Sent from my DROID X2 using Tapatalk 2

Bear in mind that if you raise the temperature of invert sugar too high (I think it's 70 or 80C) it loses all the properties that you are using it for in the first place.

Chris

Chris,

On the heating invert sugar issue, there was a thread about this previously.

From Kerry Beal:

We have had this discussion before about overheating invert sugar - which seems to have originated with something Wybauw said. Is there any evidence that overheating invert sugar really does change it's chemical structure in a way that negatively impacts shelf life and taste?

Answer from lironp:

I asked him about that in the course I took with him-

He said that he found that to be true only for one type of inverted sugar he had worked with that had been inverted with some sort of chemical, (that is not really available to purchase), instead of the traditional way (which is what confectioners usually buy). I don't remember the details of the whole explanation, or the differences between the sugars, but at the end he explained that there is no problem boiling the invert sugar that we usually buy, and the one we used in the course.

I merely parrot what we were told in class on this issue - I don't know enough about it to know the technical details. But our instructor said they had been told by three separate chefs, two MOF's and another from the Chocolate Academy in Chicago, that this was an issue... so I'm going to trust them!

Why some formulas say to just boil it and others don't? I have no idea :D

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In researching how to invert sugar using invertase, most sources say after the sitting period, to further reduce the syrup. This, of course, entails cooking. When making ganache I didn't used to heat the invert sugar over 70C, but now, after researching how it is made, I don't adhere to that.

Here's what Minifie says about making invert sugar in Chocolate, Cocoa, and
Confectionery: Science and Technology:

50% concentration of syrup. Bring to 140F. Adjust pH to 5. Add invertase at 0.15% of the syrup. At these conditions, inversion should be
complete after 8 hours. Can now further reduce concentration to 75% for storage.

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My experiments so far - took 80 grams of dark chocolate, added 44 grams of heavy cream heated to 40 C, or 44 grams of heavy cream with 15 grams of invert sugar heated to about 40 C, or 44 grams grams of heavy cream with 15 grams of invert sugar and boiled the crap out of it.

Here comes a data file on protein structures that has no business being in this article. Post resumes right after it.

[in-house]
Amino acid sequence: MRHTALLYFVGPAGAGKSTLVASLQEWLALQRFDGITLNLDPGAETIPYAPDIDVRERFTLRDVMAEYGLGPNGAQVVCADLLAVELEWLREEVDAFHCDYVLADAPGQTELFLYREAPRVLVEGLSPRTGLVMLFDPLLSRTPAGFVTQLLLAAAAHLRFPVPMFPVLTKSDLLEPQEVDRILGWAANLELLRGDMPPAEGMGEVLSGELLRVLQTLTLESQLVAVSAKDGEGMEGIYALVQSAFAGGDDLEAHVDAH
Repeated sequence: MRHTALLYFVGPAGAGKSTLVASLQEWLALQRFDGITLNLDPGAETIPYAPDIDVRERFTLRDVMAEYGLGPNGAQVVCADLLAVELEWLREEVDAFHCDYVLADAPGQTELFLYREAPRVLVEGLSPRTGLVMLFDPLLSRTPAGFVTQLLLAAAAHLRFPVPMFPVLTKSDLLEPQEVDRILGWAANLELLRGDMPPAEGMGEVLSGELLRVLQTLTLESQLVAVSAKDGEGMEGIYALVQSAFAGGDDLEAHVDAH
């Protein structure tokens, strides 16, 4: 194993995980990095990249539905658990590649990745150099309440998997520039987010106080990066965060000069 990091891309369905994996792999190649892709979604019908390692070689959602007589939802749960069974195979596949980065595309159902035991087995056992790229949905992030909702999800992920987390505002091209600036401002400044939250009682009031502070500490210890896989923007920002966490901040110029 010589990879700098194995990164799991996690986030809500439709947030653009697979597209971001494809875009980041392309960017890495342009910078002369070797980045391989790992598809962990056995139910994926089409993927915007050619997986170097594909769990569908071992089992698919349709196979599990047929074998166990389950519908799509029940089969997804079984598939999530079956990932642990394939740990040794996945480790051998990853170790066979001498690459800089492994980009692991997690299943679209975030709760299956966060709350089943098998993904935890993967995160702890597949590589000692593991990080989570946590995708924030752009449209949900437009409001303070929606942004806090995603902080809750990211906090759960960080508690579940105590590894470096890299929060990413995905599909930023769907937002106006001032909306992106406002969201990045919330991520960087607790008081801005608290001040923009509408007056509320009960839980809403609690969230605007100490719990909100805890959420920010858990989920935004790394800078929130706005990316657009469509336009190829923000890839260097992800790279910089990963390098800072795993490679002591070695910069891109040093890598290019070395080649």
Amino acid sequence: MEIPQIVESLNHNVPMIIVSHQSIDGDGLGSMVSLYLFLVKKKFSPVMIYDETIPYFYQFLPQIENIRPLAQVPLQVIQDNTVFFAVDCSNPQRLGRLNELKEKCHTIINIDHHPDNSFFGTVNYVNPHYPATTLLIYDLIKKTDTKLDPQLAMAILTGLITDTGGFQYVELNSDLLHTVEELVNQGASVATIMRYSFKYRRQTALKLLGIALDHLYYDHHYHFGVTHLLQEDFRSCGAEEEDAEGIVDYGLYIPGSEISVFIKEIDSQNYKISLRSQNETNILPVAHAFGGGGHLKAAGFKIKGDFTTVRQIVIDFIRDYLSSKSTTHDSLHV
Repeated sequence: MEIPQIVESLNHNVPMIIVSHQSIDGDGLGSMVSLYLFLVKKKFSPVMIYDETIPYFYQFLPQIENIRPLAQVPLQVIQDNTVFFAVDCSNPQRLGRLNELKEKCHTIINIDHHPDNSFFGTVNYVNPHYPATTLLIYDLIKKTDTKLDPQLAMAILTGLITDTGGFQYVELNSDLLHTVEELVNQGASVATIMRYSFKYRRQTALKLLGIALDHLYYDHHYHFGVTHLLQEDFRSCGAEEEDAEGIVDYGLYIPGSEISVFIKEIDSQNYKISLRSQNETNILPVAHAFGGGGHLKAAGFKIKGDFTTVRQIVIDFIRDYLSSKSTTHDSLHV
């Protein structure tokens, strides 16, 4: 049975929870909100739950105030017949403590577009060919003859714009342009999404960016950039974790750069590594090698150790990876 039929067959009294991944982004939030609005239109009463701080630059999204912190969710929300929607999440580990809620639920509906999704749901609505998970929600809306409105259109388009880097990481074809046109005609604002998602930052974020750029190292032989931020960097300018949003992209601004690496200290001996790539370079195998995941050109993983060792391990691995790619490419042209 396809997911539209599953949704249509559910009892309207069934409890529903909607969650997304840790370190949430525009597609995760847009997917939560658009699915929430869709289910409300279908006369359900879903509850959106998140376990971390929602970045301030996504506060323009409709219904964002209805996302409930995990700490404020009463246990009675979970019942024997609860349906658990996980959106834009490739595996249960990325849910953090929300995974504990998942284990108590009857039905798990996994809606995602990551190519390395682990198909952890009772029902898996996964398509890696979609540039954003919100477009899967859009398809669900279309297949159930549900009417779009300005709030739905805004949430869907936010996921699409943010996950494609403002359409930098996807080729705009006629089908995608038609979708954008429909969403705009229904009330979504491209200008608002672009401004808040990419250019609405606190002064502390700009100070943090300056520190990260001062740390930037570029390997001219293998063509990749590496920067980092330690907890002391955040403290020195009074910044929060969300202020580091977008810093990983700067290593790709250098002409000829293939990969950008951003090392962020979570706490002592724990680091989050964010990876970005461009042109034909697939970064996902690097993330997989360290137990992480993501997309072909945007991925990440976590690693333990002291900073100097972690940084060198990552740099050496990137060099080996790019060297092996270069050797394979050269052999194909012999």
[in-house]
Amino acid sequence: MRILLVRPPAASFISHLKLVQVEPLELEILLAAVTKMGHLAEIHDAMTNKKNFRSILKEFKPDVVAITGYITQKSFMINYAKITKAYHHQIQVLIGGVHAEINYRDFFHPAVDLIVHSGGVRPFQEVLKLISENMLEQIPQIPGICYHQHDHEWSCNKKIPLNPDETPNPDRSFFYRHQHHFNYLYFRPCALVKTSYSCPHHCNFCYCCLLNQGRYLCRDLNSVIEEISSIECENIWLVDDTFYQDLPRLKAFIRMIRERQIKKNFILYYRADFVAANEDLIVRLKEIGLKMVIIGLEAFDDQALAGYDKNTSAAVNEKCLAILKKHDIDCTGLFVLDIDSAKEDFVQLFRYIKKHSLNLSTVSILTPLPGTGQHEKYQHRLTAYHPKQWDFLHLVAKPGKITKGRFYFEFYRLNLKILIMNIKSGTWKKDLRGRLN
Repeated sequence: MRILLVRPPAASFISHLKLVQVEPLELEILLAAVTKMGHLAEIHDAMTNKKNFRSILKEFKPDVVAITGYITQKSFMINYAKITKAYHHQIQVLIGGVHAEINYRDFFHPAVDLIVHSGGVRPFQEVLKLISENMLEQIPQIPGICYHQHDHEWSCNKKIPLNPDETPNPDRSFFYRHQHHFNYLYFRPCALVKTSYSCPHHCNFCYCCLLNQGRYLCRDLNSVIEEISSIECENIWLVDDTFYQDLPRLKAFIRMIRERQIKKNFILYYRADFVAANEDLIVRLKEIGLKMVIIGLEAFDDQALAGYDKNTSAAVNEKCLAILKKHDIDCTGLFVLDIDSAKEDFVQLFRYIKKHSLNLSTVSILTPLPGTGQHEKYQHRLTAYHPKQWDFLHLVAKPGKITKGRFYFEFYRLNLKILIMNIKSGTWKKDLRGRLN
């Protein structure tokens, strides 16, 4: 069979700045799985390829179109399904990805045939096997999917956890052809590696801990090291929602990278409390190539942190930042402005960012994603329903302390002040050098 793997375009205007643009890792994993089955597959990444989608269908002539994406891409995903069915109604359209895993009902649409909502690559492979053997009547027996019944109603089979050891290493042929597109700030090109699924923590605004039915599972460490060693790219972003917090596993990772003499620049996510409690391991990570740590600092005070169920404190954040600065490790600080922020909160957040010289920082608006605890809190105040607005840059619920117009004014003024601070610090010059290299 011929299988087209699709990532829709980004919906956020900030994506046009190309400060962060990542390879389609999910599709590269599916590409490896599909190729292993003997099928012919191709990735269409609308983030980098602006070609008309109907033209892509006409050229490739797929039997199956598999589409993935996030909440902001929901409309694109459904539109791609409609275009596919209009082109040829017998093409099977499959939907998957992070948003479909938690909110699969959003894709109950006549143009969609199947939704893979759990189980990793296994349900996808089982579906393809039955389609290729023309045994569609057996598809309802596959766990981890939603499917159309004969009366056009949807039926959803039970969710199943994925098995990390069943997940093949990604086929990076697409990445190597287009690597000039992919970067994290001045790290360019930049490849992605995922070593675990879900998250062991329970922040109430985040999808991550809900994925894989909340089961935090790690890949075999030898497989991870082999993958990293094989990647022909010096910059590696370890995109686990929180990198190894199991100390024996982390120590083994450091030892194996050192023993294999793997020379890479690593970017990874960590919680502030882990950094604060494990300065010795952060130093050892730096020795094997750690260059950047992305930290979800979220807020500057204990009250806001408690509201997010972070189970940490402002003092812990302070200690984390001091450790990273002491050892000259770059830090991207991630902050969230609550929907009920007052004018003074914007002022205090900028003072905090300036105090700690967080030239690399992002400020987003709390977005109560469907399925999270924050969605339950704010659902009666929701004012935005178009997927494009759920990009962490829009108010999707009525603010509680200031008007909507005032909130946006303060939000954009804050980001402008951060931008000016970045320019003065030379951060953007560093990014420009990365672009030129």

Heavy cream alone - aW 0.74 or so

cool invert - aW about 0.74 as well

hot invert aW 0.64

So flying in the face of everything - looks like boiling the crap out of it is the way to go! Perhaps the invert sugar that I made just yesterday hasn't fully inverted yet and boiling it caused further inversion.

I will repeat this experiment in a couple of weeks when the invert sugar has aged a little further.

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To add to this discussion (probably without adding any clarity): I was not happy with the completely solidified condition of invert sugar I had made (using Eddy van Damme's recipe) and yesterday ordered some from L'Epicerie. In the product description are these words:

=========

Trimoline is an uncrystallizable sugar that allow freshness and softness to remain for longer period of time. This product should not be submit[ted] to important temperature variations or kept near sunlight.

=========

Now I don't know whether the warning is referring merely to storage or to use, but may know more when the product arrives.

I did come across another mention of this topic in a thread from 2006 in which Kerry described a demonstration by J.P. Wybauw. She reported that he stated: "Invert sugar should not be heated above 70 C, it will remove its water sequestering effects." So he has said this more than once.

Jim

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My experiments so far - took 80 grams of dark chocolate, added 44 grams of heavy cream heated to 40 C, or 44 grams of heavy cream with 15 grams of invert sugar heated to about 40 C, or 44 grams grams of heavy cream with 15 grams of invert sugar and boiled the crap out of it.

Heavy cream alone - aW 0.74 or so

cool invert - aW about 0.74 as well

hot invert aW 0.64

So flying in the face of everything - looks like boiling the crap out of it is the way to go! Perhaps the invert sugar that I made just yesterday hasn't fully inverted yet and boiling it caused further inversion.

I will repeat this experiment in a couple of weeks when the invert sugar has aged a little further.

Kerry, did you replace any evaporated liquid? That might account for the reduced aW.


Ruth Kendrick

Chocolot
Artisan Chocolates and Toffees
www.chocolot.com

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My experiments so far - took 80 grams of dark chocolate, added 44 grams of heavy cream heated to 40 C, or 44 grams of heavy cream with 15 grams of invert sugar heated to about 40 C, or 44 grams grams of heavy cream with 15 grams of invert sugar and boiled the crap out of it.

Heavy cream alone - aW 0.74 or so

cool invert - aW about 0.74 as well

hot invert aW 0.64

So flying in the face of everything - looks like boiling the crap out of it is the way to go! Perhaps the invert sugar that I made just yesterday hasn't fully inverted yet and boiling it caused further inversion.

I will repeat this experiment in a couple of weeks when the invert sugar has aged a little further.

Kerry, did you replace any evaporated liquid? That might account for the reduced aW.

Nope - didn't. Will do on the next go round.

K

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It will separate into its two components on standing.  Just stir it and it is fine.


Ruth Kendrick

Chocolot
Artisan Chocolates and Toffees
www.chocolot.com

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Little bits of it sometimes crystalize. If I see a lot of crystallization I'll reheat the batch until the crystals disolve. I always make my own invert syrup, and assume I end up with something that's less pure and consistent than the manufactured product. It's possible that a small portion of the sugar doesn't invert ... this could leave the batch less stable. It doesn't seem to effect the quality of anything I make with it.


Notes from the underbelly